In order to ground the policy discussions in real, lived experiences, the Fellows heard directly from students at various points of the Summit as they spoke about their journeys through higher education. During a presentation on the College Advising Corps (CAC) program, which places recent college graduates in high schools across the country to provide “near-peer” postsecondary counseling, a CAC advisor was joined by her former advisee who is now enrolled in college. The pair described how access and affordability challenges had impacted their lives and how the program had influenced their pathways.

The Hunt Institute’s President & CEO Dr. Javaid Siddiqi served as a facilitator throughout the program, connecting the content shared from resource experts to Governors’ experiences and enhancing the conversation and learning around the table.

At the end of day one, Fellows broke out into small group discussions for the Professional Perspectives session – a hallmark of Hunt Institute programs. Each table of Fellows engaged with an institution administrator and a current college student to ask questions about how institution leaders have designed initiatives to support students on campus and about how such initiatives have allowed students to access and succeed in higher education.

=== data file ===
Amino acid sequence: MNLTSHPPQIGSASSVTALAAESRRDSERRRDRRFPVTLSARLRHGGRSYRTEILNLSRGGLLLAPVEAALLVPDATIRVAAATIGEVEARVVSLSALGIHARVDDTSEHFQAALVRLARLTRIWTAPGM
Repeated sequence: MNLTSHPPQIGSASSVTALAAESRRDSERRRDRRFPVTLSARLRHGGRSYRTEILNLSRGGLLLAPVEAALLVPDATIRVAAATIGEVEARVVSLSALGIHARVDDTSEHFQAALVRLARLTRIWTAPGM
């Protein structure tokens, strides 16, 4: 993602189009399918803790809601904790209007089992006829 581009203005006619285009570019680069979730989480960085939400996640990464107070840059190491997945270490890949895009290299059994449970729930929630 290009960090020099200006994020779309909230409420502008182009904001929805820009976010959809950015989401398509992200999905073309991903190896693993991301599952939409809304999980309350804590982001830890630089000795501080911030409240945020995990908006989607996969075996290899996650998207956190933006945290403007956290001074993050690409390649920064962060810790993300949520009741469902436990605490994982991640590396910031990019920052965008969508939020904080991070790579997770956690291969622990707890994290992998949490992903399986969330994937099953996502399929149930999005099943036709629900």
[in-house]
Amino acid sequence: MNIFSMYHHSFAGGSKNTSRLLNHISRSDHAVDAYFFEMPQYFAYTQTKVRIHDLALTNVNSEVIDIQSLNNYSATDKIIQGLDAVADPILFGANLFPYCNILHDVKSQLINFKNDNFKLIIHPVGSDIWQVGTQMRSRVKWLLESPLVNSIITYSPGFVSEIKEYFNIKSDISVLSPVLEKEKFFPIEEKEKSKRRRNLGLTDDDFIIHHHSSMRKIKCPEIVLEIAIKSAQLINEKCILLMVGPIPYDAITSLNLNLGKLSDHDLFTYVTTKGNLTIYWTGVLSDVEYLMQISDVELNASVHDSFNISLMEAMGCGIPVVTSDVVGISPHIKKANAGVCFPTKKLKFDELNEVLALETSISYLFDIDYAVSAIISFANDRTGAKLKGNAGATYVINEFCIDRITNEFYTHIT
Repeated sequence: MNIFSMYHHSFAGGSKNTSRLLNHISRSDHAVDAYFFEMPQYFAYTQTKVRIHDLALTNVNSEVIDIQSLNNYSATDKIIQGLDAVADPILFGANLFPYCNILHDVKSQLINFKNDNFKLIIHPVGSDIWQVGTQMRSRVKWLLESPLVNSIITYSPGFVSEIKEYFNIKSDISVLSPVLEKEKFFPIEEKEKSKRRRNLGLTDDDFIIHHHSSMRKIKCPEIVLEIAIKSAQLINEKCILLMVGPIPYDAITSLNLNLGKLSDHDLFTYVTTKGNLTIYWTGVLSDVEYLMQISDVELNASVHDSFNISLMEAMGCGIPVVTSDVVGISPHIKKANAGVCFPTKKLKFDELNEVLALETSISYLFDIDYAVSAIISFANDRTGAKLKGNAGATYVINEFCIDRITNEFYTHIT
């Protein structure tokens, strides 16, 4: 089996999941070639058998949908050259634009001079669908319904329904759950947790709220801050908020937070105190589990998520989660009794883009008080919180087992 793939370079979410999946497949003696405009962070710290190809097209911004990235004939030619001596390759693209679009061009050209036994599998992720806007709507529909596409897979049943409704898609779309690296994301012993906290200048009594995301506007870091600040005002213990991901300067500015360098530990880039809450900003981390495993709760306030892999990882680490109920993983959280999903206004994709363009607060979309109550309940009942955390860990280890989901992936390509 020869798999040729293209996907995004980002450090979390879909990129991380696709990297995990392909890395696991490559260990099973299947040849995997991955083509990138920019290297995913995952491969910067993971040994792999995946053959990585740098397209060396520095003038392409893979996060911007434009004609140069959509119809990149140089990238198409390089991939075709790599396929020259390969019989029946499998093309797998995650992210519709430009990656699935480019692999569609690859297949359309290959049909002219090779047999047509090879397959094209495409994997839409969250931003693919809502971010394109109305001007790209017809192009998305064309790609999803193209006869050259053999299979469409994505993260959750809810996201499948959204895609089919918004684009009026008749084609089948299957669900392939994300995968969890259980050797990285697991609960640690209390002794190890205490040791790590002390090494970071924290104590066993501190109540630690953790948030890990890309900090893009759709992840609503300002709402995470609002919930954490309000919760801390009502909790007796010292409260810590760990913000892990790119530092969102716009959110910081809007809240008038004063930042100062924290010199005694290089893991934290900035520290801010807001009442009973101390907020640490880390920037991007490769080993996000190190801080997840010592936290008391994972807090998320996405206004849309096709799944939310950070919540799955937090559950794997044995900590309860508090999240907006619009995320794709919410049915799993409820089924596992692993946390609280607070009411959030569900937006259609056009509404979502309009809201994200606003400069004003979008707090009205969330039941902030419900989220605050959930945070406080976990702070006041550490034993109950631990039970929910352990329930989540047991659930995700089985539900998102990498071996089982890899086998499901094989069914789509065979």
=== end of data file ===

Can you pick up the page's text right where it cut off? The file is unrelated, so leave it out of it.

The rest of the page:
Board member Laura Fornash opened up a policy discussion, “Strategies to Support College Completion.”

The Summit concluded with a bipartisan Leadership Panel that featured five former governors: Governor Jim Hunt (NC), Governor Jim Douglas (VT), Governor Jim Geringer (WY), Governor Jim Hodges (SC), and Governor Dannel Malloy (CT).

These distinguished leaders described the successes and challenges they encountered as they led various higher education policy initiatives in their states, engaging with the Fellows as they asked how to turn ideas into action given political and policy considerations.

Other activities included:

  • Exploration of the policy levers that state leaders can use to hold institutions accountable for how they serve their students;
  • Discussion of specific strategies that states and schools can use to increase completion rates;
  • Presentation on the Lumina Strategy Labs, a technical assistance resource;
  • Crash course on higher education data initiatives; and
  • Conversation about partnerships between higher education leaders and the business community.

In order to capture and summarize all of the material highlighted during the Summit, attendees were given a Key Takeaways document that includes suggestions on how they can take action once they return to their home state.

The diversity of perspectives enabled Fellows to approach postsecondary issues from many different angles.

Ultimately, in the words of Governor Hunt, the Summit was “a great success.” Fellows had positive reviews as well, with one attendee describing the Summit as “incredibly inspiring, empowering and enriching” and another saying, “I will be excited to bring [this] information to the legislature and governor.”

We appreciate Fellows making time to engage in learning around the important issues and look forward to supporting them as they continue to make great progress in educational excellence and equity.

We were thrilled to be joined by a number of friends whose support made the Summit, and so much of the Hunt Institute’s work, possible, including representatives from the John M. Belk Endowment, the Lumina Foundation, Dominion Energy and the SAS Institute. We remain incredibly appreciative of their time and support.


Author

James Mikolowsky
Policy Analyst, The Hunt Institute